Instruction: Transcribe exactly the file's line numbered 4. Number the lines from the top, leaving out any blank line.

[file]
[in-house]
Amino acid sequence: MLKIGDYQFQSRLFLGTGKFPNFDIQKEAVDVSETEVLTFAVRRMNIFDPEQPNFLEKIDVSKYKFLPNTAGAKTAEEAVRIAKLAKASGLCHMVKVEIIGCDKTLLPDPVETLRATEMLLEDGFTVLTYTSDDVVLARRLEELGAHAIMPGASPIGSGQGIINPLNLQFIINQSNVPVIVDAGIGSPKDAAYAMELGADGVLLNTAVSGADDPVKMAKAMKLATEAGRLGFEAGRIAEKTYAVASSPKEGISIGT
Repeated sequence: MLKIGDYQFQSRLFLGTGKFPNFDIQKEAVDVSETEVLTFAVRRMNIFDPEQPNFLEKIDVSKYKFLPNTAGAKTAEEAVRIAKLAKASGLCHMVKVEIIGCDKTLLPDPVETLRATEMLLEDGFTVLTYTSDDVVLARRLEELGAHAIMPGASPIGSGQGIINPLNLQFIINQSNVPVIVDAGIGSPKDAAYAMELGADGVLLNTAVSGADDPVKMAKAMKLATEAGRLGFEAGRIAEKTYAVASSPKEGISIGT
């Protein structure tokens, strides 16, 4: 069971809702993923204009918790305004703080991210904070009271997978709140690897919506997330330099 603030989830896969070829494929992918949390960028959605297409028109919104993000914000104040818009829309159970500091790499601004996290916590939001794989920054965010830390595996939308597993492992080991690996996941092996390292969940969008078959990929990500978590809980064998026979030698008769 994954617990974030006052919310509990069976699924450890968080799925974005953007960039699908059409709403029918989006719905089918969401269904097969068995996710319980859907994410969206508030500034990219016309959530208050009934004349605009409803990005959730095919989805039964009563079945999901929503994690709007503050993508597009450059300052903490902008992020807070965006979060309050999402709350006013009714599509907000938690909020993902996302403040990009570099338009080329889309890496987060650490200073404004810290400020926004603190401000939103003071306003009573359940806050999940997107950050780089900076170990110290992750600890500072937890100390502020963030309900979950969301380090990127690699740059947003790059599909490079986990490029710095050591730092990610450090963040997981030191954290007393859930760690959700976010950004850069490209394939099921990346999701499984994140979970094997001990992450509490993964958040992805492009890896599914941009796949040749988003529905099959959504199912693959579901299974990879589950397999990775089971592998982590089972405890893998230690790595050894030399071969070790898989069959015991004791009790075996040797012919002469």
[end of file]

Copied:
């Protein structure tokens, strides 16, 4: 069971809702993923204009918790305004703080991210904070009271997978709140690897919506997330330099 603030989830896969070829494929992918949390960028959605297409028109919104993000914000104040818009829309159970500091790499601004996290916590939001794989920054965010830390595996939308597993492992080991690996996941092996390292969940969008078959990929990500978590809980064998026979030698008769 994954617990974030006052919310509990069976699924450890968080799925974005953007960039699908059409709403029918989006719905089918969401269904097969068995996710319980859907994410969206508030500034990219016309959530208050009934004349605009409803990005959730095919989805039964009563079945999901929503994690709007503050993508597009450059300052903490902008992020807070965006979060309050999402709350006013009714599509907000938690909020993902996302403040990009570099338009080329889309890496987060650490200073404004810290400020926004603190401000939103003071306003009573359940806050999940997107950050780089900076170990110290992750600890500072937890100390502020963030309900979950969301380090990127690699740059947003790059599909490079986990490029710095050591730092990610450090963040997981030191954290007393859930760690959700976010950004850069490209394939099921990346999701499984994140979970094997001990992450509490993964958040992805492009890896599914941009796949040749988003529905099959959504199912693959579901299974990879589950397999990775089971592998982590089972405890893998230690790595050894030399071969070790898989069959015991004791009790075996040797012919002469």